Stars: Rachel Weisz, Sam Claflin, Holliday Grainger, Iain Glen, Pierfrancesco Favino.
Director: Roger Michell
Screenplay: Roger Michell
Claflin is turning into an actor that I am getting excited about. But he was not the pull here, the eternal pull comes from Rachel Weisz playing the cousin Rachel in a layered performance that leaves you questioning but never once believing that this woman has got her life sorted.
Philip Ashley (Sam Claflin) receives a letter from his cousin Ambrose Ashley (Sam Claflin) who raised him is very ill and believes that his new wife has something to do with. By the time Philip makes it to Italy to see his cousin he is dead and his wife, Rachel, nowhere to be found but he believes that if he did arrive in time he could have saved him from his fate. Though his fortune stayed his own as his cousin never changed his will he becomes highly suspicious when Rachel decides to visit his English estate — however that quickly changes.
Claflin plays his role perfectly, the young puppy man that falls for the put together Rachel as she comes to stay to grieve her dead husband. Philip throws everything at her, his love, his fortune, his sanity. Weisz plays everything so effortlessly that you become rather suspicious of how she interacts with everyone around her; is she really who she seems or is she simply twisting young Ashley around her finger.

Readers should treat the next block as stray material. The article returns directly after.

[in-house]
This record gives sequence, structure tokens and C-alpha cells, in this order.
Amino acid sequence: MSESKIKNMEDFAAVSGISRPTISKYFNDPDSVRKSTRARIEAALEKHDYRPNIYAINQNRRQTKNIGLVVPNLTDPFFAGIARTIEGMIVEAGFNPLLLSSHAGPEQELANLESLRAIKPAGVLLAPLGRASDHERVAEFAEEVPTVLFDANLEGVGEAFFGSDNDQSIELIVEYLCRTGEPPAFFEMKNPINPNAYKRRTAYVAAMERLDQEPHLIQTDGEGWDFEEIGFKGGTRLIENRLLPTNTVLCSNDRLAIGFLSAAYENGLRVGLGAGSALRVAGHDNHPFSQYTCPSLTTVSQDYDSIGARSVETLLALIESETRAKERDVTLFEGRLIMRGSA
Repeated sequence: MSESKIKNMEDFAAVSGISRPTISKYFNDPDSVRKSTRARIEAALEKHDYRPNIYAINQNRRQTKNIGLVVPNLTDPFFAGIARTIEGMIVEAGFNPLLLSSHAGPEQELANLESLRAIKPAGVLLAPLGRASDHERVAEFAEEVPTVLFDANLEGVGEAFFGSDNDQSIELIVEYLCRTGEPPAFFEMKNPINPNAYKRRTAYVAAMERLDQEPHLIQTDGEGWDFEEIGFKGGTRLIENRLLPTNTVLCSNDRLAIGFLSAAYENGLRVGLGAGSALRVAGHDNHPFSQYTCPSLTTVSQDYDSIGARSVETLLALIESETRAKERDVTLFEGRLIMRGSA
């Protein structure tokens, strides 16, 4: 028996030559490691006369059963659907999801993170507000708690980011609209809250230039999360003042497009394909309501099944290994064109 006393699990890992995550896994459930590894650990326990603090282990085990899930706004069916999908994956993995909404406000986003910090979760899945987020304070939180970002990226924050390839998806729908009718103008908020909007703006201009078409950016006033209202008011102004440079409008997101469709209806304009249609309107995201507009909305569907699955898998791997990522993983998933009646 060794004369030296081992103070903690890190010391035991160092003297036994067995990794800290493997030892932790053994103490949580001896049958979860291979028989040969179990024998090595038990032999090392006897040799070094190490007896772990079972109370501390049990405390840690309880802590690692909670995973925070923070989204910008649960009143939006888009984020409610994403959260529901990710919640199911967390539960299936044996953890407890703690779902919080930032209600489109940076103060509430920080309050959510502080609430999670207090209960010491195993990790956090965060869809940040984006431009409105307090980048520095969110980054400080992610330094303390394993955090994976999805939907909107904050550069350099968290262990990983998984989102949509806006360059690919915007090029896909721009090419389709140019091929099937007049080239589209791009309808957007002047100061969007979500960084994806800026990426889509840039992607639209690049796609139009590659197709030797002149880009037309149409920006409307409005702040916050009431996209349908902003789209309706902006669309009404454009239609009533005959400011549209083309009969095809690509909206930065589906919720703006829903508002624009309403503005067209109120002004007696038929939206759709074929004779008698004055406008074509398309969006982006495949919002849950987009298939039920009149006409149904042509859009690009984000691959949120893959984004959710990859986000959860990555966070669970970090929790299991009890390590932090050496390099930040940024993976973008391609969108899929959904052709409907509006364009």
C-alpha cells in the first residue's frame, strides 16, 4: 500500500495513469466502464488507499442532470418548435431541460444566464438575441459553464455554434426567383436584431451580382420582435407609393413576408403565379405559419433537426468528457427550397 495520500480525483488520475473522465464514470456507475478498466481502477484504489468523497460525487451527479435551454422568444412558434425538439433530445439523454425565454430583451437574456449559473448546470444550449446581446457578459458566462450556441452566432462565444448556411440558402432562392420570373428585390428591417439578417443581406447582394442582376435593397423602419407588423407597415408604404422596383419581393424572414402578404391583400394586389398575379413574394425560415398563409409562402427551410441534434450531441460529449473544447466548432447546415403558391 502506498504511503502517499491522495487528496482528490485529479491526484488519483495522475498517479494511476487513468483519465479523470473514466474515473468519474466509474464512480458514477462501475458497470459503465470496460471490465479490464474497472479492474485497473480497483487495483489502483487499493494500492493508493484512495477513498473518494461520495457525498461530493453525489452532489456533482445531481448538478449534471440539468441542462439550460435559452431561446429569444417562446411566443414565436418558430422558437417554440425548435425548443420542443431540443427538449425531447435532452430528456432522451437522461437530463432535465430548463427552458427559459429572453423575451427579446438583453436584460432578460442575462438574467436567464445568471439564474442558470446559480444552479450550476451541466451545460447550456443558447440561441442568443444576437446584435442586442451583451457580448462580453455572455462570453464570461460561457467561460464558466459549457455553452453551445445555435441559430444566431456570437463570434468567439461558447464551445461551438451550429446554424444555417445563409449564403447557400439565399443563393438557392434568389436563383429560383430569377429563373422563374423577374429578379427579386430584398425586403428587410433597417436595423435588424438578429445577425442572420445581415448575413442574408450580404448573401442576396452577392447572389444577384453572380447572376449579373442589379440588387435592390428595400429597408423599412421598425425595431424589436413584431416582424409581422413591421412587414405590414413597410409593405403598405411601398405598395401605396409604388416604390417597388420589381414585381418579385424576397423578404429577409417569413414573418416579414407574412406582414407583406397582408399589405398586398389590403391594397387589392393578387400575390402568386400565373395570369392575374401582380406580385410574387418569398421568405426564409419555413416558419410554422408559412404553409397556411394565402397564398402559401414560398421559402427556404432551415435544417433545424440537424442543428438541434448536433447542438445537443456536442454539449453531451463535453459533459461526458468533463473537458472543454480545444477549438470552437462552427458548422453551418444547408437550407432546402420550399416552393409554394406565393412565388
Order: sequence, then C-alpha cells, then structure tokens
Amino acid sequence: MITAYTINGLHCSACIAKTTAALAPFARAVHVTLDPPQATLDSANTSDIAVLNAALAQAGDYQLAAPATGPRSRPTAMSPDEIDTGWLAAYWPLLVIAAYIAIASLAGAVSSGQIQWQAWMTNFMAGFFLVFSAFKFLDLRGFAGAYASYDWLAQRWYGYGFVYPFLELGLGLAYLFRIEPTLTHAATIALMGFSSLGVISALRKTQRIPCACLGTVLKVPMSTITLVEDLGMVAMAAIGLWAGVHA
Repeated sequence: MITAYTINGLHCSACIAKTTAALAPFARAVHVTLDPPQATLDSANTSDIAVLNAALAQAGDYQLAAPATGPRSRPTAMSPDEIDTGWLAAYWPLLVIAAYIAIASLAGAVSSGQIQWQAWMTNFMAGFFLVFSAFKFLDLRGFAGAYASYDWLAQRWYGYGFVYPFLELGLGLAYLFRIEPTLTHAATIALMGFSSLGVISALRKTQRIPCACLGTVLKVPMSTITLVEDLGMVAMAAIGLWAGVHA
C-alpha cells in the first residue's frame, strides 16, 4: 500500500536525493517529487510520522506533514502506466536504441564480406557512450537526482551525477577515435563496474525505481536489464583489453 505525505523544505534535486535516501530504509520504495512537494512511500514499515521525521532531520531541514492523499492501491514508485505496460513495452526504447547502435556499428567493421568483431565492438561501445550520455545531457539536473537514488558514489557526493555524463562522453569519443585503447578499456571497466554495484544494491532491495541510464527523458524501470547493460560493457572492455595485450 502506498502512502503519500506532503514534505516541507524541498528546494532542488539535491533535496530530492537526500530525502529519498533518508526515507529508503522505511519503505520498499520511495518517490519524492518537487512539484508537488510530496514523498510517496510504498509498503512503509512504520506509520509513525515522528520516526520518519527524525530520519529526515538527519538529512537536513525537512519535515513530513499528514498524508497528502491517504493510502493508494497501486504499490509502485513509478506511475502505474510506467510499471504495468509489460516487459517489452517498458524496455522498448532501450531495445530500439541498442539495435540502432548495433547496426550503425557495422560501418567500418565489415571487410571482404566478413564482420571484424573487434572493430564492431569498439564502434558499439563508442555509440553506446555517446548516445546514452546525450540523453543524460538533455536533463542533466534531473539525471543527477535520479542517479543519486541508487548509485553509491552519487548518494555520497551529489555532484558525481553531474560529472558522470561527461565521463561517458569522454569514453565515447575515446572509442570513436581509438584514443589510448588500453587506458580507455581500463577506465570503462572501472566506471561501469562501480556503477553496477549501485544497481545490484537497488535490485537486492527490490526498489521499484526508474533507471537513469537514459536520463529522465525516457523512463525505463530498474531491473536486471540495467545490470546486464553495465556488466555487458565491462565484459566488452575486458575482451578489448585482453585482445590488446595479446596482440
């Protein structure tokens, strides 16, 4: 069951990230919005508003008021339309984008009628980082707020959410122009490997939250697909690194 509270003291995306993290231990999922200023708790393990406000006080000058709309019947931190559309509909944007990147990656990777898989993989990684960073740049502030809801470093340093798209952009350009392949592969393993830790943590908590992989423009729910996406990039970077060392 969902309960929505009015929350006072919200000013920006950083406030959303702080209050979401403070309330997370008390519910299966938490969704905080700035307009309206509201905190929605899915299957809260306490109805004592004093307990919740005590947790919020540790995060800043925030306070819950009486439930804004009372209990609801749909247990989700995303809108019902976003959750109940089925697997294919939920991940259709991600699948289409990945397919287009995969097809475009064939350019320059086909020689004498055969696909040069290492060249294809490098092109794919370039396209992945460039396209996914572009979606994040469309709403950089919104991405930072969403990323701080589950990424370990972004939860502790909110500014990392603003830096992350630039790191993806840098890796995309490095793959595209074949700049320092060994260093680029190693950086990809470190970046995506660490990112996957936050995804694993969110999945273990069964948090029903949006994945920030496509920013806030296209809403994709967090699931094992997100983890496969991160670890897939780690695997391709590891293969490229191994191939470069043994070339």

Really this story is about a woman trying to live a life within the framework of the limits of her era. There is no way for her to gain her own fortune outside of a man, and no matter if she finds a kind one her freedom does not exist as he controls the money, where she lives and goes. Which means to read Rachel's actions could be her finding a way to poison the younger Ashley like it is hinted she did with the older one or simply navigating her way to find her own independence by playing him just a little. Women must play Chess with their actions while men see you as docile that only want a good man to marry.
The film is gorgeous, though the setting barely allows for it to be hideous. The time period feels realistic, the ill comfort of English attire in summertime Italy, the smell of dog and smoke inside the house. Good film with a great cast (a massive honourable mentions to Holliday Grainger & Iain Glen, superb supporting roles).